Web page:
What is the French Foreign Legion?
The French Foreign Legion is a military service branch of the French Army, created in 1831 by Louis Philippe.
Commanded by French officers, it’s also open to French citizens. The French Foreign Legion is a unit whose training focuses not only on traditional military skills but also on its strong esprit de corps. As its men come from different countries with different cultures, this is a way to strengthen them enough to work as a team.
The training is often described as not only physically challenging, but also psychologically stressful.
Since 1831, the Legion has suffered the loss of nearly 40,000 men on active service In France, Algeria, Morocco, Tunisia, Madagascar, West Africa, Mexico, Italy, the Crimea, Spain, Indo-China, Norway, Loyada, Syria, Chad, Zaïre, Lebanon, Central Africa, Gabon, Kuwait, Rwanda, Djibouti, Ex-Yugoslavia, Somalia, Republic of Congo, Ivory Coast, Afghanistan, Mali, Sahel and others.
History of the French Foreign Legion
Louis Philippe, the King of the French, created the French Foreign Legion on 10 March 1831. Firstly, recruits included soldiers from the recently disbanded Swiss and German foreign regiments of the Bourbon monarchy. The French expeditionary force that had occupied Algiers in 1830 was in need of reinforcements, therefore the Legion was transferred by sea in detachments from Toulon to Algeria.
The Foreign Legion was primarily used as part of the Armée d’Afrique to protect and expand the French colonial empire during the 19th century.
The FFL also fought in almost all French wars including
- the Franco-Prussian War
- World War I
- and World War II
The French Foreign Legion has remained an important part of the French Army. Surviving three Republics, the Second French Empire, two World Wars, the rise and fall of mass conscript armies, the dismantling of the French colonial empire, and the loss of the Foreign Legion’s base, Algeria.
Prior to the end of the Algerian War, the legion hadn’t been stationed in mainland France except in wartime. Until 1962, the Foreign Legion headquarters was located in Sidi Bel Abbès, Algeria.
Today, some units of the Legion are in Corsica or overseas possessions (mainly in French Guyana, guarding Guiana Space Centre), while the rest are in the south of mainland France. The current headquarter is in Aubagne, France.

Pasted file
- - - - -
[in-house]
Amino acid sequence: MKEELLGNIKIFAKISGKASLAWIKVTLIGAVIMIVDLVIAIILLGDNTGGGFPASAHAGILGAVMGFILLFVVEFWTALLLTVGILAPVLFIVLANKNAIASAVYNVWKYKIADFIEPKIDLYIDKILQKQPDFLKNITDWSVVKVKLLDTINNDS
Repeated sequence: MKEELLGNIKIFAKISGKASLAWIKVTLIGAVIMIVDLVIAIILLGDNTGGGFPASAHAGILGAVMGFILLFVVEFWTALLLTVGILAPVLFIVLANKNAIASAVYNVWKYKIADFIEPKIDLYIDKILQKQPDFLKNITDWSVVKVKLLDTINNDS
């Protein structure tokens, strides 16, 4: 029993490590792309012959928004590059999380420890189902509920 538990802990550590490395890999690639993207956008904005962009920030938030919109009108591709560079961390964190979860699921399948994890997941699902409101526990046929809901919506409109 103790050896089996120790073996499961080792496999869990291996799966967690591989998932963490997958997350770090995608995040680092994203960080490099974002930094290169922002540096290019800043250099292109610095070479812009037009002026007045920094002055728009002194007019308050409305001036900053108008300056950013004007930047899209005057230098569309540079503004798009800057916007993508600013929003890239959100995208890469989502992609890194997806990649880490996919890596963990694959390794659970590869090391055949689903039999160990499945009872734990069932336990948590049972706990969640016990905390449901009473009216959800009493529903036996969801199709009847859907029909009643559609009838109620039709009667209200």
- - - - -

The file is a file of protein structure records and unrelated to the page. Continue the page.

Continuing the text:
What’s the difference between the French Army and the French Foreign Legion?
The biggest difference between the French Army and the French Foreign Legion is that the Legion accepts people from each country. Not only from France but also from all around the world.
Nowadays, more than 140 nationalities are living and working together.
Each legionnaire sign a contract “à titre étranger” (on a foreign basis), so Legionnaires can change regiment within the French Foreign Legion.
For example, you are working as a combat medic. So if you want to change regiment, you can’t go to a French unit like the 1st Infantry Regiment. This small detail could become very important later.
Current operations of the French Foreign Legion
The current operations of the Foreign Legion are:
- Sahel area – Operation BARKHANE
- Lebanon – Operation DAMAN
- French Guyana – Operation HARPIE
- French Guyana – Operation TITAN
- France – Operation SENTINELLE
- France – Operation RESILIENCE
Sahel – Operation BARKHANE
At the request of the Malian President, France intervened militarily in January 2013. Above all, Operation Serval had to stop the advance of jihadist forces and allow the country to regain its territorial integrity.
Presidential and legislative elections in 2013 brought Ibrahim Boubacar Keïta to the presidency of the Republic. In 2015, the non-terrorist rebel groups and the government signed an Agreement for Peace and Reconciliation in Mali. France supports Mali in the implementation of this agreement.